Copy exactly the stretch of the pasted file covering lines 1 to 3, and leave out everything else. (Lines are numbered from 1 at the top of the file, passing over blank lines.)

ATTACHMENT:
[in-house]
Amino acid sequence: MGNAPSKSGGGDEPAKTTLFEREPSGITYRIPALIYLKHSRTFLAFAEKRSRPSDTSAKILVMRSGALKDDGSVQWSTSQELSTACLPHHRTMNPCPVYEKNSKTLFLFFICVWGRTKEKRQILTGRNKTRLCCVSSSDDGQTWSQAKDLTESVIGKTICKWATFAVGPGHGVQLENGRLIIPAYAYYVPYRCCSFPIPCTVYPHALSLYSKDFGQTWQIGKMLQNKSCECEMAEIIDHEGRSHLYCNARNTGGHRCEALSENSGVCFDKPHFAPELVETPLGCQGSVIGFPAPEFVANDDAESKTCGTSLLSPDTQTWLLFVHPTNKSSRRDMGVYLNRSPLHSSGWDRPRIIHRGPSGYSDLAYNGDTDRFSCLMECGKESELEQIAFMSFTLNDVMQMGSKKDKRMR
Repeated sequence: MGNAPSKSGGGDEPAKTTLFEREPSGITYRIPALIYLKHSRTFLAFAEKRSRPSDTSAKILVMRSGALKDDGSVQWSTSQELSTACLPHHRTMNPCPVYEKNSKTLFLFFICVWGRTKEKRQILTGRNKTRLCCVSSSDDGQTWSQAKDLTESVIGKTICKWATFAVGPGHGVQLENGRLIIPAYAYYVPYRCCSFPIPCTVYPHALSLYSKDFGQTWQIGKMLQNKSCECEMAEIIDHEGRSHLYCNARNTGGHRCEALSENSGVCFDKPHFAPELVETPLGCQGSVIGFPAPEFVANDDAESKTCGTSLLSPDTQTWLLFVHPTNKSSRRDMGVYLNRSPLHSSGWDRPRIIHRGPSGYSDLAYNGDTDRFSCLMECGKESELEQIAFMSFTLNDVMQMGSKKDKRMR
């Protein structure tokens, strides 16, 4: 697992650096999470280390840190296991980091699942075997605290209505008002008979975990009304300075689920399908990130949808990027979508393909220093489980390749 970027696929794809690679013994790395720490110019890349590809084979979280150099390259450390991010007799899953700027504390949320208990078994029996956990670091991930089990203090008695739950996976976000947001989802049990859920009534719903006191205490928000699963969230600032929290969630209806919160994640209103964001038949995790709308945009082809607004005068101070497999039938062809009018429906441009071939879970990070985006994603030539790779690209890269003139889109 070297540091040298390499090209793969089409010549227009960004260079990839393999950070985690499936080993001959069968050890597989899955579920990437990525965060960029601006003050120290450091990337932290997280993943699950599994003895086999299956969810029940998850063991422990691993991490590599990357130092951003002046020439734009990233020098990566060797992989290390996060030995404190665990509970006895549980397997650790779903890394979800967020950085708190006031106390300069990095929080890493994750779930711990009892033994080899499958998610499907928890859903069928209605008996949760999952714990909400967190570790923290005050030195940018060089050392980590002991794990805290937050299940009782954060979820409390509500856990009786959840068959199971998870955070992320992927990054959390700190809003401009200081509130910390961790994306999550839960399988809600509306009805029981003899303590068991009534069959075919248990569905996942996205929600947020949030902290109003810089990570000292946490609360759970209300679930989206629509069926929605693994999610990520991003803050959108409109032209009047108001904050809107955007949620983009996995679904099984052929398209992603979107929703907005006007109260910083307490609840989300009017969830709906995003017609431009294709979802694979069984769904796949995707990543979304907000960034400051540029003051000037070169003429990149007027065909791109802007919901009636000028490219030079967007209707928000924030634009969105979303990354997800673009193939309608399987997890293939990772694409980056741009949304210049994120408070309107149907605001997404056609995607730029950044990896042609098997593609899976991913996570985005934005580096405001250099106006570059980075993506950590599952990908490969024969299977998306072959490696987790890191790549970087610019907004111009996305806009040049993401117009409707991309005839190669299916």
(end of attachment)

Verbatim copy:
[in-house]
Amino acid sequence: MGNAPSKSGGGDEPAKTTLFEREPSGITYRIPALIYLKHSRTFLAFAEKRSRPSDTSAKILVMRSGALKDDGSVQWSTSQELSTACLPHHRTMNPCPVYEKNSKTLFLFFICVWGRTKEKRQILTGRNKTRLCCVSSSDDGQTWSQAKDLTESVIGKTICKWATFAVGPGHGVQLENGRLIIPAYAYYVPYRCCSFPIPCTVYPHALSLYSKDFGQTWQIGKMLQNKSCECEMAEIIDHEGRSHLYCNARNTGGHRCEALSENSGVCFDKPHFAPELVETPLGCQGSVIGFPAPEFVANDDAESKTCGTSLLSPDTQTWLLFVHPTNKSSRRDMGVYLNRSPLHSSGWDRPRIIHRGPSGYSDLAYNGDTDRFSCLMECGKESELEQIAFMSFTLNDVMQMGSKKDKRMR
Repeated sequence: MGNAPSKSGGGDEPAKTTLFEREPSGITYRIPALIYLKHSRTFLAFAEKRSRPSDTSAKILVMRSGALKDDGSVQWSTSQELSTACLPHHRTMNPCPVYEKNSKTLFLFFICVWGRTKEKRQILTGRNKTRLCCVSSSDDGQTWSQAKDLTESVIGKTICKWATFAVGPGHGVQLENGRLIIPAYAYYVPYRCCSFPIPCTVYPHALSLYSKDFGQTWQIGKMLQNKSCECEMAEIIDHEGRSHLYCNARNTGGHRCEALSENSGVCFDKPHFAPELVETPLGCQGSVIGFPAPEFVANDDAESKTCGTSLLSPDTQTWLLFVHPTNKSSRRDMGVYLNRSPLHSSGWDRPRIIHRGPSGYSDLAYNGDTDRFSCLMECGKESELEQIAFMSFTLNDVMQMGSKKDKRMR